Beer meets church: Drinking beer as a religious calling?

A gathering of beer fans near Orlando
led to talking about God – and now to plans for a most unusual taproom.

A couple of years ago, beer lovers converged each month in Aaron Schmalzle’s garage in Kissimmee, Fla., expecting only to mash, boil and brew.

Then, the God conversations began. People started asking for prayer. Sharing meals. Opening up about their lives. Schmalzle and his friend Jared Witt realized something had been unintentionally concocted around the bubbly barrels – a church.

“We’ve got so much more than beer here,” Schmalzle, 34, remembers thinking.

Now, thanks to backing from the Florida-Bahamas Synod of the Evangelical Lutheran Church in America, the two Lutherans are refining plans to open a brewery/church in downtown Orlando. They say it’ll be a place where a taproom and beer vats can coexist with an altar and sanctuary.

Many young Christians are taking worship and prayer into unconventional places such as pubs as they seek to shed a holier-than-thou image. Opening a church-owned brewery pushes this idea even further.

The launch of the Castle Church – whose tagline is “brewing community, fermenting love” — could come by next fall at a location yet to be revealed. In the meantime, what began as a brew group has snowballed into a community of about 375.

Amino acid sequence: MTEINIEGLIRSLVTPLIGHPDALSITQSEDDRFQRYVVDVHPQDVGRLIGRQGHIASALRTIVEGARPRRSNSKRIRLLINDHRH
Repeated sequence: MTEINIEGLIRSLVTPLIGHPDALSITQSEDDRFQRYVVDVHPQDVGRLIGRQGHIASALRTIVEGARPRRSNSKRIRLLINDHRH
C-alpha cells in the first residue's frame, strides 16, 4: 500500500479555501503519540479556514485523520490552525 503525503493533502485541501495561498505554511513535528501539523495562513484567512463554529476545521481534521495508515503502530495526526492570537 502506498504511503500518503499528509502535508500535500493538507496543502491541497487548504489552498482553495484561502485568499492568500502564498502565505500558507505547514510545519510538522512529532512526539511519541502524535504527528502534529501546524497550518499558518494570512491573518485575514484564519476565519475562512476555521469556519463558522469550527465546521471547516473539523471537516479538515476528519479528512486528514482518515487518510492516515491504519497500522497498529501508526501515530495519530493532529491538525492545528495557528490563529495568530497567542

A number of them are meeting in homes to study the Bible over craft beer. Wednesday evening yoga sessions called “Poses 2 Pints” draw people together to stretch, with a drink thrown in for good measure.

But Schmalzle and Witt, 30, of Apopka, Fla., say alcohol isn’t their focus. Their goal is to knock down the barriers separating many churches from their neighbors.

“We’re not gathered around a belief system. We’re gathered around a dinner invite,” said Witt, who formerly pastored at another Lutheran congregation and is Castle Church’s spiritual leader.

Schmalzle said breweries and beer create natural contexts for friendships to form and attract people who might never set foot in a traditional church.

Bartender Melissa Izzo said her boyfriend, who stopped attending Catholic Mass as a child, is now a regular at the group’s laid-back Bible studies.

“He was skeptical at first, and I said, ‘Just give it a try. We’re not going to outcast you because you don’t think the way we do,’” said Izzo, 22, of Winter Springs, Fla.

Her boyfriend was impressed that Witt didn’t pretend he had all the answers, and the atmosphere was inquiring and nonjudgmental, she said.

John MacArthur, a prominent California pastor and author, has penned blistering critiques of the youthful trend toward mixing evangelism with alcohol.

“The ravages of alcoholism and drug abuse in our culture are too well known, and no symbol of sin’s bondage is more seductive or more oppressive than booze,” MacArthur writes.


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